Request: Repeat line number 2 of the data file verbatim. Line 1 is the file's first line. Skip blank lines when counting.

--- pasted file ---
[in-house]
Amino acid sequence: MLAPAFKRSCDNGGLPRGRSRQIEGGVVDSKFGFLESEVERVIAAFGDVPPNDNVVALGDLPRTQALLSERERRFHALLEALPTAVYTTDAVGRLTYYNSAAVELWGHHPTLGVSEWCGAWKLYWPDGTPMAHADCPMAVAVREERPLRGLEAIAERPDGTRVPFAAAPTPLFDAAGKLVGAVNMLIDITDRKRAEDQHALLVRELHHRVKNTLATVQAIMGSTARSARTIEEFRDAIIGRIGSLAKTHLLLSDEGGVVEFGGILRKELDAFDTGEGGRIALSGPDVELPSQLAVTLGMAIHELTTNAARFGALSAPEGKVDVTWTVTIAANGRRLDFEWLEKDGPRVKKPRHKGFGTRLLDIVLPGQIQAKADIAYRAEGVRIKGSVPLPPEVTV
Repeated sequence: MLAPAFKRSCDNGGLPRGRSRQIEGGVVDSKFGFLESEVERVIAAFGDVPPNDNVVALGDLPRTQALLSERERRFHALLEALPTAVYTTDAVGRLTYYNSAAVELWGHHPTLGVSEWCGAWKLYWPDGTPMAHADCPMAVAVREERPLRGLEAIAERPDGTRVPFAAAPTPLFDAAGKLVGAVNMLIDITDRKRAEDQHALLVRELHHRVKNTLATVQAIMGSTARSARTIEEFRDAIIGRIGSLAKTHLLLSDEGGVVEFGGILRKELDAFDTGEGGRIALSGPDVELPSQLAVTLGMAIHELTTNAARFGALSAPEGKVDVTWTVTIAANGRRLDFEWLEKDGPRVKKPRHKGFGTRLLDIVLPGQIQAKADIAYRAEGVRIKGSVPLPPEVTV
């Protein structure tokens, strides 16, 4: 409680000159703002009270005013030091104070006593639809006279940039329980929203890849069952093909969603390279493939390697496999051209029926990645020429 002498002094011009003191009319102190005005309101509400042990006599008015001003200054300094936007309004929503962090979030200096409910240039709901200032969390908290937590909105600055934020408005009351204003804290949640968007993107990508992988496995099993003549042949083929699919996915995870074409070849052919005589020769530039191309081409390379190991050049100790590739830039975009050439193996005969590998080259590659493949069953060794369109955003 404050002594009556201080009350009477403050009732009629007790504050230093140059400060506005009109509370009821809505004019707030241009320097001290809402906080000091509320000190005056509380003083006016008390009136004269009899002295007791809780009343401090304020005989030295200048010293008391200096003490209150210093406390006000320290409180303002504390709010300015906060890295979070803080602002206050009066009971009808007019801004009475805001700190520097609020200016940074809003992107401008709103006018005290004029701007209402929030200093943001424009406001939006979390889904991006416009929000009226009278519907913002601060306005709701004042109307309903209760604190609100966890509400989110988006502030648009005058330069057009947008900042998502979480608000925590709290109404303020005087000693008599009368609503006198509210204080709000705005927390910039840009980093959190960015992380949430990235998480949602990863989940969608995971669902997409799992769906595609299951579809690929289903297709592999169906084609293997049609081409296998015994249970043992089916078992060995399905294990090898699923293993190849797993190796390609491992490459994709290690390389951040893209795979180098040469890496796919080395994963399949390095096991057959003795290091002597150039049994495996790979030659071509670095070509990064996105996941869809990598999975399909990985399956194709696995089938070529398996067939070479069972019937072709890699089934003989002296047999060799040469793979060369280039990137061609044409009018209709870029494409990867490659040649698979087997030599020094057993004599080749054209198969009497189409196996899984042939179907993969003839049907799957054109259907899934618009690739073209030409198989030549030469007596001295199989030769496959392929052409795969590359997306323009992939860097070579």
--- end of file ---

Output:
Amino acid sequence: MLAPAFKRSCDNGGLPRGRSRQIEGGVVDSKFGFLESEVERVIAAFGDVPPNDNVVALGDLPRTQALLSERERRFHALLEALPTAVYTTDAVGRLTYYNSAAVELWGHHPTLGVSEWCGAWKLYWPDGTPMAHADCPMAVAVREERPLRGLEAIAERPDGTRVPFAAAPTPLFDAAGKLVGAVNMLIDITDRKRAEDQHALLVRELHHRVKNTLATVQAIMGSTARSARTIEEFRDAIIGRIGSLAKTHLLLSDEGGVVEFGGILRKELDAFDTGEGGRIALSGPDVELPSQLAVTLGMAIHELTTNAARFGALSAPEGKVDVTWTVTIAANGRRLDFEWLEKDGPRVKKPRHKGFGTRLLDIVLPGQIQAKADIAYRAEGVRIKGSVPLPPEVTV